Moving on, the handler method, that is called with the actual user code (DemoHandler), is doing the following: first it sets up a reactor, listening on "channelhandler", then parses the request, and finally calls the handler with both a request and a response object:

Illustration for article titled Playing with Reactor

The last piece of the puzzle is the event loop. After setting up a fancy while(true) loop, we start the process by selecting an event (key). If the key is OK, we accept the connection and register it as ready-for-read. Once the key is readable, we send the current channel to all clients listening on "channelhandler":

Illustration for article titled Playing with Reactor

and that's pretty much it (the implementation of the hand-rolled HTTPRequest and HTTPResponse classes were excluded for brevity, but essentially they just contain a simple request parsing and some header bookkeeping).


Now we are going to examine Reactor through a scala lens.

Let's start with our end user code again:

Illustration for article titled Playing with Reactor

Thanks to SIP-14, as of scala 2.10 there is a Future implementation in the standard library. We take advantage of this in our client API by returning a Future[Response] in our run method. The main intention here is to signal to the end user that we are dealing with an async event.

The event loop in scala looks somewhat different:

Illustration for article titled Playing with Reactor

Other than the signature changes, notice that we are using Reactor's promise API. This is because in scala we prefer dealing with expressions and functions which result in better composability and less state. That said, using an external Promise API in scala at this point feels very awkward. What's even more troublesome is the fact it's not possible to fully wrap a reactor.core.Promise into a scala.concurrent.Future in a straightforward manner. However, there are a few things we can do. First: we can define a few implicits for Reactor's SAM types and second, we can also create an ExecutorContext from Reactor's dispatchers:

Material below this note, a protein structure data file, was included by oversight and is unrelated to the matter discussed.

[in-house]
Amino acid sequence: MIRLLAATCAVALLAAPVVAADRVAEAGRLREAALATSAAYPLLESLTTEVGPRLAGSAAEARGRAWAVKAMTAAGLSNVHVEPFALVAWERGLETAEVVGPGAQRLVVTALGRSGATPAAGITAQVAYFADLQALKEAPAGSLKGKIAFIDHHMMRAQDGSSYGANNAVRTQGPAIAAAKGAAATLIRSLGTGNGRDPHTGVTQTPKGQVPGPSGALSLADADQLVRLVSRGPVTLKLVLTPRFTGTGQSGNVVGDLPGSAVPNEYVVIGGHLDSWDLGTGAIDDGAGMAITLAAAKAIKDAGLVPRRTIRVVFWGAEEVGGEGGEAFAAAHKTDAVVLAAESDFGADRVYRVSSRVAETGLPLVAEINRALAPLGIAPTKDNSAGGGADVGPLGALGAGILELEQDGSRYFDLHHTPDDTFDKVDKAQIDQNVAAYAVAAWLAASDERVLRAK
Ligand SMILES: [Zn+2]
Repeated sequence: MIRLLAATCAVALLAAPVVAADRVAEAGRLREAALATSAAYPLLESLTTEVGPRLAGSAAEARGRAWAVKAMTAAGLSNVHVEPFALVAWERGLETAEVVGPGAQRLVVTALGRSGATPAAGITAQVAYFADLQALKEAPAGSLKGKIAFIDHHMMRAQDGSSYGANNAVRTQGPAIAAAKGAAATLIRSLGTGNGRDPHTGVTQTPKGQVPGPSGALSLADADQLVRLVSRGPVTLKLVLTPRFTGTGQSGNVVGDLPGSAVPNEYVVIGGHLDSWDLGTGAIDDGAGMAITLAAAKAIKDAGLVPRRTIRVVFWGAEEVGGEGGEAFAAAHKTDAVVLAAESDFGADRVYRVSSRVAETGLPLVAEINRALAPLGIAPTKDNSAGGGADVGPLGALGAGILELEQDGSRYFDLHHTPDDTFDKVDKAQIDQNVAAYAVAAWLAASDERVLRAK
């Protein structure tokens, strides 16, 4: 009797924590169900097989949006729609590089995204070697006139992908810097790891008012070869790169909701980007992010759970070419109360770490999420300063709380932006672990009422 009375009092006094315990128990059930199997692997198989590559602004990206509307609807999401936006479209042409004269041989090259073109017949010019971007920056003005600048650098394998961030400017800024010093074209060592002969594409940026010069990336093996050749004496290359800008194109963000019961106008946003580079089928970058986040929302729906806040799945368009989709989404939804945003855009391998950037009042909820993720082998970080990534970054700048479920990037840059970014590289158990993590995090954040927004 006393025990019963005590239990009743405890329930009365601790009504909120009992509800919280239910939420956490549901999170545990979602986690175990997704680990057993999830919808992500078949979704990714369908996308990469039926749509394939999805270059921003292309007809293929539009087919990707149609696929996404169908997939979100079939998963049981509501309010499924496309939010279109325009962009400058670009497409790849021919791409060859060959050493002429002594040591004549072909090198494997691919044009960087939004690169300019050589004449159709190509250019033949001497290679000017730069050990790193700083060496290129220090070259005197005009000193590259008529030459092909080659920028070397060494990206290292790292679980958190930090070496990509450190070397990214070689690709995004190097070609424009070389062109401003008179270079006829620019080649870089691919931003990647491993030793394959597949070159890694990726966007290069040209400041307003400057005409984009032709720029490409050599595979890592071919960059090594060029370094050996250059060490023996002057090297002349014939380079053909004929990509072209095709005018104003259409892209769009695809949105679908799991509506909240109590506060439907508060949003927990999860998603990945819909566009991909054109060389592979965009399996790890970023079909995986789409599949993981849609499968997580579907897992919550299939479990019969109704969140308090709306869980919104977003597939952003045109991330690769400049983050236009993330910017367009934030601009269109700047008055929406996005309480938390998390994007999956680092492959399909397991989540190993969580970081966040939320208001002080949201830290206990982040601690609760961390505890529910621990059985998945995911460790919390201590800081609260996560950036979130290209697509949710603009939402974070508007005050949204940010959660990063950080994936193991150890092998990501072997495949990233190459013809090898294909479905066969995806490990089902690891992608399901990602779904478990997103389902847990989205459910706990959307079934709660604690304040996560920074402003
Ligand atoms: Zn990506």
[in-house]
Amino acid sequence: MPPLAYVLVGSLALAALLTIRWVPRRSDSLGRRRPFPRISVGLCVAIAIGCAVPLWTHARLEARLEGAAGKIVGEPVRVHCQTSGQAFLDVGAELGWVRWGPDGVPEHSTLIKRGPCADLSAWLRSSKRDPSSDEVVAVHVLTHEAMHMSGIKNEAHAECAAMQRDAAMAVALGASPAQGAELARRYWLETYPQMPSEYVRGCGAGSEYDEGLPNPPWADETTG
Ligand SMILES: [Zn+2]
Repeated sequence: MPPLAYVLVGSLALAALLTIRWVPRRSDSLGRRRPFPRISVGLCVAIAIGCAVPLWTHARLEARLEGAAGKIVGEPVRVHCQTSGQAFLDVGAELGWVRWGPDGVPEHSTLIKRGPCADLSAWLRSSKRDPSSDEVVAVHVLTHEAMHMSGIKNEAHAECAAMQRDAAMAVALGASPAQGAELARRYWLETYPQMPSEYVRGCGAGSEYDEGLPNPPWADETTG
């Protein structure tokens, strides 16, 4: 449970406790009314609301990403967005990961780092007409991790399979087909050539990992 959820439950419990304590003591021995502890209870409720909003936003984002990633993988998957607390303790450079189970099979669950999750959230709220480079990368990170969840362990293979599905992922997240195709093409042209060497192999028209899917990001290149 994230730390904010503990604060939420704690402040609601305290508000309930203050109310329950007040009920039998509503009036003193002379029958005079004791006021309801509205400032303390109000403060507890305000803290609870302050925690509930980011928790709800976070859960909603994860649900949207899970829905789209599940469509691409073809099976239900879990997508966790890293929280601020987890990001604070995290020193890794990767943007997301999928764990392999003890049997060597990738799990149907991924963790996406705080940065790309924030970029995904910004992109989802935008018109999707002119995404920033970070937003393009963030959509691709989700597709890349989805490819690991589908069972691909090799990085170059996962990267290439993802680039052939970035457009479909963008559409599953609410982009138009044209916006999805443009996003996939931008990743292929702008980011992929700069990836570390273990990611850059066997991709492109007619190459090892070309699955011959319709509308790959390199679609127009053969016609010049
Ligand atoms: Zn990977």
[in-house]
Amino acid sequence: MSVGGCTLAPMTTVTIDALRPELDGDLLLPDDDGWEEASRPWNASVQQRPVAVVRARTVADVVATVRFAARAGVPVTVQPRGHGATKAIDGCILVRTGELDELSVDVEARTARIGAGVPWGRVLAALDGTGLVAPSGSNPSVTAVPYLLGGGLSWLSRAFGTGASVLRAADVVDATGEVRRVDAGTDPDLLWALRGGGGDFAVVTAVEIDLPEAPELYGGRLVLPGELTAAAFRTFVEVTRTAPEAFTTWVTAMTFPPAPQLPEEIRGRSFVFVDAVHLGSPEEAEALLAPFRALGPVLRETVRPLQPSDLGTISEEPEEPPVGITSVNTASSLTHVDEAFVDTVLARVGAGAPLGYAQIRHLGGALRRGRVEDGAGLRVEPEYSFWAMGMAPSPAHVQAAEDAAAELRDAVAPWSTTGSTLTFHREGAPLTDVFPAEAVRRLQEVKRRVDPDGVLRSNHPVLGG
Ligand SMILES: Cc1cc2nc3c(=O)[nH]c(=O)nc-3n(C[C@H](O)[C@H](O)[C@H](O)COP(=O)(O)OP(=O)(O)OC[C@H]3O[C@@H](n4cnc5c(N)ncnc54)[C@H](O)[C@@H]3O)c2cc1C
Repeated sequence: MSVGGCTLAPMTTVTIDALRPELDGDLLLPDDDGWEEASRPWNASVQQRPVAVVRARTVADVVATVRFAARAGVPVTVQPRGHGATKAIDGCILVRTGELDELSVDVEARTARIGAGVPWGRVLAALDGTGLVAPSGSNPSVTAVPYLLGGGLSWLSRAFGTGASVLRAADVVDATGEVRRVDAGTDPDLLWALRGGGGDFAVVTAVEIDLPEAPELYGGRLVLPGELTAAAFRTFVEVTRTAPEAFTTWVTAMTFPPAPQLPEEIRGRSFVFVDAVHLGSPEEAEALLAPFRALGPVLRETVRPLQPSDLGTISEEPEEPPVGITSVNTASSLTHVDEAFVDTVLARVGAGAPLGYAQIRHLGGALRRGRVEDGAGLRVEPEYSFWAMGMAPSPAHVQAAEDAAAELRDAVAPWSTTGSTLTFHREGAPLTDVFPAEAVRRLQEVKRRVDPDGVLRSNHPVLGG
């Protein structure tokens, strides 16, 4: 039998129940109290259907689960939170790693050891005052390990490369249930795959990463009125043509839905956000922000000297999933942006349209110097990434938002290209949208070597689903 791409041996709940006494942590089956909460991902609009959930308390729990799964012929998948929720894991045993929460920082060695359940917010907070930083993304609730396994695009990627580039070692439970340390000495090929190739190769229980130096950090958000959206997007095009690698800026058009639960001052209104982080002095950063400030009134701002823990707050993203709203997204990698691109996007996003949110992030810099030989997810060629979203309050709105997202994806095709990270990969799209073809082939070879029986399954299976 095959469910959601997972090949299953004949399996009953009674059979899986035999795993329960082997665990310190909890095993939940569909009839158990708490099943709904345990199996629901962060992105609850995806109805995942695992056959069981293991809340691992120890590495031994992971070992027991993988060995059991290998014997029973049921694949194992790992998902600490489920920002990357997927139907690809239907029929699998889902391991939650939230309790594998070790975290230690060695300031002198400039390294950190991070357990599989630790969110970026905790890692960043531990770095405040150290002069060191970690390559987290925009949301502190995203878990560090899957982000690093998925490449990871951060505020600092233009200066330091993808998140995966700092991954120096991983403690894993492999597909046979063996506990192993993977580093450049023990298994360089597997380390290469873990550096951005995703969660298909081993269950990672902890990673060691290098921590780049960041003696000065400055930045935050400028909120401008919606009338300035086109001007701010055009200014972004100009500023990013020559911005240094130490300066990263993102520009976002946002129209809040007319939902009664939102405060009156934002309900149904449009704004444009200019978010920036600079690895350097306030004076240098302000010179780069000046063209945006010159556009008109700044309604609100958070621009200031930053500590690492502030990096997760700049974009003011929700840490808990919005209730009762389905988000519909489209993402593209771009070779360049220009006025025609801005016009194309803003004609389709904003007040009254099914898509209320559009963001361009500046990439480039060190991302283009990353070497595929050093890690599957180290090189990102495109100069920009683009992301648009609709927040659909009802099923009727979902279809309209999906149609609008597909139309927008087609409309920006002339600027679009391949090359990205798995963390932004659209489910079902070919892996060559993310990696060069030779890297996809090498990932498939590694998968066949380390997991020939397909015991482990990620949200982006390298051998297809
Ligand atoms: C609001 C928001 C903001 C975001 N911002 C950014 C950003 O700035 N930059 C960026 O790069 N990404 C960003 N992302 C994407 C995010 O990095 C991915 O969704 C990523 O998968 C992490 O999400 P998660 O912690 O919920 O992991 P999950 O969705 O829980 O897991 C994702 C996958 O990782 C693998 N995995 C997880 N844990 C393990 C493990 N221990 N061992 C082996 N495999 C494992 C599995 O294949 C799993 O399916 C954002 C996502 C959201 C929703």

Illustration for article titled Playing with Reactor

having these helpers in place, we can now use scala.concurrent.Future-s with a reactor:

Illustration for article titled Playing with Reactor

As you can see, we are passing our special ExecutionContext explicitly as context. This is because we have another execution context in scope. Also note, we take advantage of the implicits we defined earlier when declaring the consumer for failure.

(you can find the whole project on github here)

The are many things to like about reactor:

  • the Java API has a modern feel to it: fluent interfaces, static helpers, intuitive names, SAM types, etc.
  • comes with a few useful dispatchers out of the box
  • embeddable
  • fast
  • small footprint
  • extensible

and a few shortcomings:

  • concept overload (promises, streams, observable, pubsub, etc.)
  • NIH
  • having many concepts/ideas borrowed from others makes it hard to see the specific use cases where Reactor might be a good fit. For example: why should I use reactor over a pure Distruptor or RxJava based solution?
  • somewhat tricky to use it with other JVM languages with overlapping concepts
  • limited documentation and examples
  • limited functionality compared to competitors


Reactor is a project with great potential, but my feeling is that if you are a scala or a java developer with semi-advanced[1] needs right now, then you are likely much better off with one of the more mature[2] asynchronous solutions out there.


[1] remoting, clustering, loadbalancing, supervision, service discovery etc.

[2]RxJava, Apache Camel, Netty, Finagle, Disruptor, scala Futures or Akka